University of Maryland Physics Professor Steve Rolston has been named chair of the Department of Physics effective July 1, 2016.
“I am excited and delighted to continue the department’s upward trajectory and strengthen its commitment to excellent research and to excellent education,” says Rolston.
Rolston, who joined UMD in 2003, is also co-director and a fellow of the Joint Quantum Institute (JQI), a research partnership between UMD, the National Institute of Standards and Technology (NIST), and the Laboratory for Physical Sciences. As JQI co-director since 2008, Rolston oversaw the institute’s growth into a leader in the fields of quantum physics and information, and the addition of 10 new faculty members. Home to a National Science Foundation-funded Physics Frontier Center, JQI is internationally renowned in the areas of quantum information, atomic physics and condensed matter physics.
In his personal research, Rolston uses ultracold atoms created through laser cooling to study a variety of quantum phenomena. He develops simulators of disordered solid-state systems, works to understand how dissipation can be useful in quantum systems, creates strong quantum connections between atoms and photons, and generates the building blocks for a network of quantum devices.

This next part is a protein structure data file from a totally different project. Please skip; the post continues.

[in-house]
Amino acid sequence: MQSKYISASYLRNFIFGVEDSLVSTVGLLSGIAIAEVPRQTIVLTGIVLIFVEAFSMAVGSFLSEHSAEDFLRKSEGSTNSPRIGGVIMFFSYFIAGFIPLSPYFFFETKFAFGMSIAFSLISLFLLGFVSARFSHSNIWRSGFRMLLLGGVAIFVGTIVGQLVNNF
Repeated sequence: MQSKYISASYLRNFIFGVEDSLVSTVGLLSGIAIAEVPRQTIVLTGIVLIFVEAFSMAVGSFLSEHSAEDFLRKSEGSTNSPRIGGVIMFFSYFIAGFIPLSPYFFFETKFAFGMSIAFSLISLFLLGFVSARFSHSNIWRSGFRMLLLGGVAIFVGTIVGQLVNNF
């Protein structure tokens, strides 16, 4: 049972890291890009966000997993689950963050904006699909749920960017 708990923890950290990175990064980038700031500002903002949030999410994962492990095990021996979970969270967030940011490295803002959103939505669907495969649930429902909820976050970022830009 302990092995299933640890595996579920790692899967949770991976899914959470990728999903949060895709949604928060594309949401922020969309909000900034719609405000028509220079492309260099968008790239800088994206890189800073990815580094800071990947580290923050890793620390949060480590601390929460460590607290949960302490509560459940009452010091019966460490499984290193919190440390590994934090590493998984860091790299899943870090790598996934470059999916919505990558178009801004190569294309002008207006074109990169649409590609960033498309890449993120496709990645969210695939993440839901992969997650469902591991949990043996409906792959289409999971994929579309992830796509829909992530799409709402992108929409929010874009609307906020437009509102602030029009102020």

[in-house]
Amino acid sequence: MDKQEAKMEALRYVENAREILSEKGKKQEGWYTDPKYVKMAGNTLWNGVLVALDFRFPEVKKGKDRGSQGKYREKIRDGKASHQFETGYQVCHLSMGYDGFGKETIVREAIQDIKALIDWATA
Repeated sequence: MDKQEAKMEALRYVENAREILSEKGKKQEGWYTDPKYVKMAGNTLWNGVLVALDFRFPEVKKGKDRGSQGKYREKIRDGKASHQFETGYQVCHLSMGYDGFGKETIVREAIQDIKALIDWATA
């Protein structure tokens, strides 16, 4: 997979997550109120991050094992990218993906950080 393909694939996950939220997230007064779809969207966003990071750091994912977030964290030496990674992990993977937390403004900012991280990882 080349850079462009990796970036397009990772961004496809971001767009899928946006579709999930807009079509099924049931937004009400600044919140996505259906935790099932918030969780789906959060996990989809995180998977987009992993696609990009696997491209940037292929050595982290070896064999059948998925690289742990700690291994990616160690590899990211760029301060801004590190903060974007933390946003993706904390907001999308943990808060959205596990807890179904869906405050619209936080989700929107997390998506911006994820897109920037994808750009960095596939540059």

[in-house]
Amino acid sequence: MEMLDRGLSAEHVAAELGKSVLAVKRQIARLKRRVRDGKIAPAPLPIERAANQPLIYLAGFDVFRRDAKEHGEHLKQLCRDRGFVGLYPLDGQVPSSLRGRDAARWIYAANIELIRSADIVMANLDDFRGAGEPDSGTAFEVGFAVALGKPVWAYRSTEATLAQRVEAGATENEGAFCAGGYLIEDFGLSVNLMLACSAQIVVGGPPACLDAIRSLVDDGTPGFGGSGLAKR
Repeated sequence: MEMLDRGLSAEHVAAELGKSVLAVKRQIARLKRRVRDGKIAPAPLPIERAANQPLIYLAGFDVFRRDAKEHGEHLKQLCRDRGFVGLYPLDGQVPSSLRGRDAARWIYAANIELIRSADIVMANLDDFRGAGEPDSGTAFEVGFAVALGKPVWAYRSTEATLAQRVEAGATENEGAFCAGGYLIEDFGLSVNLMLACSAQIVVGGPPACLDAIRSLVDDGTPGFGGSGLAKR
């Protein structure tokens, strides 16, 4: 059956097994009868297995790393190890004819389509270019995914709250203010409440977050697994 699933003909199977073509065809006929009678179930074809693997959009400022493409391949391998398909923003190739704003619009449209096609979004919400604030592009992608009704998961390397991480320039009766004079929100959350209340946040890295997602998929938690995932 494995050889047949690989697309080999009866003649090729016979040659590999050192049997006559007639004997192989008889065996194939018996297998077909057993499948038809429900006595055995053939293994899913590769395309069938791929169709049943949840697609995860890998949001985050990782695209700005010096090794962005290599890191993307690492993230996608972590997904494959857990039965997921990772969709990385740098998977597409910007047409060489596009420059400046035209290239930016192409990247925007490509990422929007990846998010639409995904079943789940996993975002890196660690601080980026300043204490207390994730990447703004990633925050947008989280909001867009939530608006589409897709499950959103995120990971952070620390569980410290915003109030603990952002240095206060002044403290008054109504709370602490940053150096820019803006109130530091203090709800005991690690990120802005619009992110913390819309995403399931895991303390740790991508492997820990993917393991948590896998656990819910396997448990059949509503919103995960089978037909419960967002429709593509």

Rolston earned his Ph.D. in nuclear physics from the State University of New York at Stony Brook and a bachelor’s degree from Wesleyan University. After completing postdoctoral fellowships in atomic physics at the University of Washington and Harvard University, he spent 15 years as a staff scientist in the lab of Nobel Laureate Bill Phillips at NIST. He is a fellow the American Association for the Advancement of Science, the American Physical Society and The Optical Society. In addition, Rolston received the university’s Kirwan Undergraduate Education Award in 2014 in recognition of his outstanding achievement in engaging undergraduates in science education.
Rolston succeeds Drew Baden who completed a 10-year term as physics chair. During Baden’s tenure as chair, the department recruited eight new faculty members and constructed the Physical Sciences Complex. Baden helped reinvigorate the department’s outreach and demonstration program, streamlined its administration structure, and began offering popular new I-series general education courses and honors seminars. While Baden served as chair, the count of undergraduate physics majors grew by 15 percent and the department garnered a National Science Foundation (NSF) S-STEM grant to increase the support of physics majors and student success and persistence in the major. In addition, physics undergraduate students won Goldwater Scholarships, received NSF graduate research fellowships and gained admission to top-ranked graduate programs.
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The College of Computer, Mathematical, and Natural Sciences at the University of Maryland educates more than 7,000 future scientific leaders in its undergraduate and graduate programs each year. The college's 10 departments and more than a dozen interdisciplinary research centers foster scientific discovery with annual sponsored research funding exceeding $150 million.